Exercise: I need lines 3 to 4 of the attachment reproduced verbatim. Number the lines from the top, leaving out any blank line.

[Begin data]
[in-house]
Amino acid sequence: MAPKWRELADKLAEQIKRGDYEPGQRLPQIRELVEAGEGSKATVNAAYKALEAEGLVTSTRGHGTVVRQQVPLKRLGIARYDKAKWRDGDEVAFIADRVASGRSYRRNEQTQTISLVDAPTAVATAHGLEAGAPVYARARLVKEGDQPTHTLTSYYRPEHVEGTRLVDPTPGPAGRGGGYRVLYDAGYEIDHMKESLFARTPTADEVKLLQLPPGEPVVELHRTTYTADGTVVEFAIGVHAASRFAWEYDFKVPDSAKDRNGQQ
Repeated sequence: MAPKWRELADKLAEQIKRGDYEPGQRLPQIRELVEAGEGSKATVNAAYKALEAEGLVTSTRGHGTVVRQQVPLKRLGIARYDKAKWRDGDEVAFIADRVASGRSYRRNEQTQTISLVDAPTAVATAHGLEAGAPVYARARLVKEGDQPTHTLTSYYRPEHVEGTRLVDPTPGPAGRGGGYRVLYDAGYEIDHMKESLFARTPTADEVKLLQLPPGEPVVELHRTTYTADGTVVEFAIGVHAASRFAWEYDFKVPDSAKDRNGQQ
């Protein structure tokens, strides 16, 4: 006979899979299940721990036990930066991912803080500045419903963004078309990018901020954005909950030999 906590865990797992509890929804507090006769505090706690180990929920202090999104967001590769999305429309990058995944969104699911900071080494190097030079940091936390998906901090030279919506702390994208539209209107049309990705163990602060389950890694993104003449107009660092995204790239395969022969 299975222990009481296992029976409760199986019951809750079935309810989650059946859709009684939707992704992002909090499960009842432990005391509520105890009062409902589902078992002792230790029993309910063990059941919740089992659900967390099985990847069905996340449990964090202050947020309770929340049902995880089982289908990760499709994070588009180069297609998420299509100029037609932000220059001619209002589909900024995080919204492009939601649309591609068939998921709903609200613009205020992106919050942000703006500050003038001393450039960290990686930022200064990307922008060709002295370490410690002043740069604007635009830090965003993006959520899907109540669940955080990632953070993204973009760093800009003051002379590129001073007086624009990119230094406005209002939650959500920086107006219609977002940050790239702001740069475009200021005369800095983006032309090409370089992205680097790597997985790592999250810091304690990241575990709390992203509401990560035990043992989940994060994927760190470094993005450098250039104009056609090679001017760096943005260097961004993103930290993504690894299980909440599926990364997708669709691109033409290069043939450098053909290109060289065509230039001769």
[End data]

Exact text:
Repeated sequence: MAPKWRELADKLAEQIKRGDYEPGQRLPQIRELVEAGEGSKATVNAAYKALEAEGLVTSTRGHGTVVRQQVPLKRLGIARYDKAKWRDGDEVAFIADRVASGRSYRRNEQTQTISLVDAPTAVATAHGLEAGAPVYARARLVKEGDQPTHTLTSYYRPEHVEGTRLVDPTPGPAGRGGGYRVLYDAGYEIDHMKESLFARTPTADEVKLLQLPPGEPVVELHRTTYTADGTVVEFAIGVHAASRFAWEYDFKVPDSAKDRNGQQ
């Protein structure tokens, strides 16, 4: 006979899979299940721990036990930066991912803080500045419903963004078309990018901020954005909950030999 906590865990797992509890929804507090006769505090706690180990929920202090999104967001590769999305429309990058995944969104699911900071080494190097030079940091936390998906901090030279919506702390994208539209209107049309990705163990602060389950890694993104003449107009660092995204790239395969022969 299975222990009481296992029976409760199986019951809750079935309810989650059946859709009684939707992704992002909090499960009842432990005391509520105890009062409902589902078992002792230790029993309910063990059941919740089992659900967390099985990847069905996340449990964090202050947020309770929340049902995880089982289908990760499709994070588009180069297609998420299509100029037609932000220059001619209002589909900024995080919204492009939601649309591609068939998921709903609200613009205020992106919050942000703006500050003038001393450039960290990686930022200064990307922008060709002295370490410690002043740069604007635009830090965003993006959520899907109540669940955080990632953070993204973009760093800009003051002379590129001073007086624009990119230094406005209002939650959500920086107006219609977002940050790239702001740069475009200021005369800095983006032309090409370089992205680097790597997985790592999250810091304690990241575990709390992203509401990560035990043992989940994060994927760190470094993005450098250039104009056609090679001017760096943005260097961004993103930290993504690894299980909440599926990364997708669709691109033409290069043939450098053909290109060289065509230039001769």